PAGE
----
Noxious weed control is often a long-term process. In some cases, chemical application may be deemed necessary, but it should always be considered in the context of appropriate management and an integrated best management framework.
All Forage Content
SDSU Extension publishes the South Dakota Pest & Crop Newsletter to provide growers, producers, crop consultants, and others involved in crop production with timely news pertinent to management of pests, diseases, and weeds in South Dakota.
Pictorial guide for common insect pests of alfalfa in South Dakota
Fall weed control can give the best weed control, but it also can be a poor time. If the noxious weeds were sprayed or clipped earlier this summer, and there is good weed growth now, this would be an excellent time to spray these weeds and get a good kill.
Potato leafhoppers are a migratory pest that commonly impact alfalfa fields throughout South Dakota. Feeding injury caused by potato leafhoppers resembles drought stress and, if left untreated, can reduce both yield and forage quality.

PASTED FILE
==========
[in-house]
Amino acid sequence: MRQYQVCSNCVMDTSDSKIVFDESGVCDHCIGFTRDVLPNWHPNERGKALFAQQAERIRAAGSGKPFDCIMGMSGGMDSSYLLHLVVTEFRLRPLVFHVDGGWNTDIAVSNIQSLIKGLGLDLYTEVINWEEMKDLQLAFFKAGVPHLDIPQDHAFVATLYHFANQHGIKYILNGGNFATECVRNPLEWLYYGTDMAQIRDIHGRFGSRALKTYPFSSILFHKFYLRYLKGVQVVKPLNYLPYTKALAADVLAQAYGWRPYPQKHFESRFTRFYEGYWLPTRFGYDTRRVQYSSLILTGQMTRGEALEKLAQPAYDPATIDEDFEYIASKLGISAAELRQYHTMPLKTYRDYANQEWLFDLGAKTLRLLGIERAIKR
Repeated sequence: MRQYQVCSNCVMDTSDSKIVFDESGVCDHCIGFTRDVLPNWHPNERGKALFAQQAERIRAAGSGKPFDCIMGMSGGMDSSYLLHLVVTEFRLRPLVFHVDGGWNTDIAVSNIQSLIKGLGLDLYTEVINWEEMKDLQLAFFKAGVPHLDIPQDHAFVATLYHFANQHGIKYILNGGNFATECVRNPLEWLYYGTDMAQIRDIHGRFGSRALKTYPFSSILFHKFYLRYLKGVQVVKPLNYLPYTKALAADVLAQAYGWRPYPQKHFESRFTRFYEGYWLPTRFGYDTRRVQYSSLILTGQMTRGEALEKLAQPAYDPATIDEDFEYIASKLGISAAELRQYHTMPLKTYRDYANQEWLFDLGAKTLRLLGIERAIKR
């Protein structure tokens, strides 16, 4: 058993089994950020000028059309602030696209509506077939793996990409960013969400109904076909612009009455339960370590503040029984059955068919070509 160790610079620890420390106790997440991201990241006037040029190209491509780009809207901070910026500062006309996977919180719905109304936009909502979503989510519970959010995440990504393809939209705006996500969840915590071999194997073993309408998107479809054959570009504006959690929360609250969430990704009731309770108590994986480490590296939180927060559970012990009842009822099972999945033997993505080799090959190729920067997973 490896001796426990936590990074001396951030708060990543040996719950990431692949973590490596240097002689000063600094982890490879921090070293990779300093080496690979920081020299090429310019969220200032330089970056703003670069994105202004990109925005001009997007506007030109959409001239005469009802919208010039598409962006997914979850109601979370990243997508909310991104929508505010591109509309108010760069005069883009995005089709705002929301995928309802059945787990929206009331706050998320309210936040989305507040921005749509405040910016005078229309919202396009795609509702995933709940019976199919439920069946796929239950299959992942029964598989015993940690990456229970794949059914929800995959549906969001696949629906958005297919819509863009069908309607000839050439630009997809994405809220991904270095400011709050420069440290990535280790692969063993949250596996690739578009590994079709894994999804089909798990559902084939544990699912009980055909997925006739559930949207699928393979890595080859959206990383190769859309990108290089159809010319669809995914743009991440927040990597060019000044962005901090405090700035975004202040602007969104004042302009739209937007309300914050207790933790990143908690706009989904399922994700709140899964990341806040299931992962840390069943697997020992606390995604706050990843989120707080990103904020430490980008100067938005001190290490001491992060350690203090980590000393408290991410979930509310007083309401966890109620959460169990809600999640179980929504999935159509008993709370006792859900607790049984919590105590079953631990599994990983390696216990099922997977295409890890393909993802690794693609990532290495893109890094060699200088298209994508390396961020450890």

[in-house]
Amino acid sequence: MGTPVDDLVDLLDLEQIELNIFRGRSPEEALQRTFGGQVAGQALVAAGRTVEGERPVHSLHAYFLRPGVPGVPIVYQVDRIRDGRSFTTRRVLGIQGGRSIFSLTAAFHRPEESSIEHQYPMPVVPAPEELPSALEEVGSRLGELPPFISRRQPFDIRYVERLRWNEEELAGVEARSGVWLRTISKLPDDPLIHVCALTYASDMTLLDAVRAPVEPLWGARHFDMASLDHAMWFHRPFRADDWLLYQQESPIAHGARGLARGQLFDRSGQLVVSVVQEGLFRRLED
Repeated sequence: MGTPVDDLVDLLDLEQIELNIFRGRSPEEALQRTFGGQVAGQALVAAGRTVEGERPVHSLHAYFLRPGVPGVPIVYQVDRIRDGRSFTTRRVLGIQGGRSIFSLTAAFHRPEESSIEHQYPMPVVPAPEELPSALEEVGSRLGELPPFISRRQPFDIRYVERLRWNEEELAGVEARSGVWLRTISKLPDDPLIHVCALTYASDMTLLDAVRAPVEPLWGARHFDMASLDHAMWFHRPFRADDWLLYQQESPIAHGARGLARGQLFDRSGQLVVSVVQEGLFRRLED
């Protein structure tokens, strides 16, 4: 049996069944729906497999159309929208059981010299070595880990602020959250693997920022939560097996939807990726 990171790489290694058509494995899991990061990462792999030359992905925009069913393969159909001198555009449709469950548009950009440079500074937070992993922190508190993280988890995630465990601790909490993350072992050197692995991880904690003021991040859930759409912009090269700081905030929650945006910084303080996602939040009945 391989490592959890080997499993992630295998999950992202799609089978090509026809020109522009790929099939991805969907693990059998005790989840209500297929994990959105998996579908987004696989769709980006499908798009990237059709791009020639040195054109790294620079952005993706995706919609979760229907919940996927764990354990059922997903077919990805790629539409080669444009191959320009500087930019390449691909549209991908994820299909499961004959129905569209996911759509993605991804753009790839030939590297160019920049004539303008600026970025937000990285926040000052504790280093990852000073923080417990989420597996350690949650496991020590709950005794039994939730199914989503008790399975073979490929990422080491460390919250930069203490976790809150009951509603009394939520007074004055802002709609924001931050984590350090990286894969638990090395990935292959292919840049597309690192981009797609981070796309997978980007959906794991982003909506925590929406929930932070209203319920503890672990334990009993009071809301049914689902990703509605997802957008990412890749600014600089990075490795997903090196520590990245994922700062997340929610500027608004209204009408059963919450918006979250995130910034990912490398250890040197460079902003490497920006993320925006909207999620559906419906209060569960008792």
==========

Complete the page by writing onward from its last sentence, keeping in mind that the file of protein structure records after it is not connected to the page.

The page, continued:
Most of Eastern South Dakota is experiencing very low grasshopper populations. However, this is not the case for many areas in Central and Western South Dakota.
Producers across South Dakota are harvesting small grains. These crops provide an excellent window for adding a cover crop into your rotation.
August 10, 2020
The Nitrate QuikTest for forages is available at various SDSU Extension locations across South Dakota.
Blister beetles are becoming more common as we progress through the growing season. Recently, there have been multiple reports of blister beetles showing up in alfalfa fields.
The Dakota Lakes Research Farm is working to develop cropping systems that include perennial crops, such as switchgrass, big bluestem and alfalfa, to improve long-term soil health and farm productivity.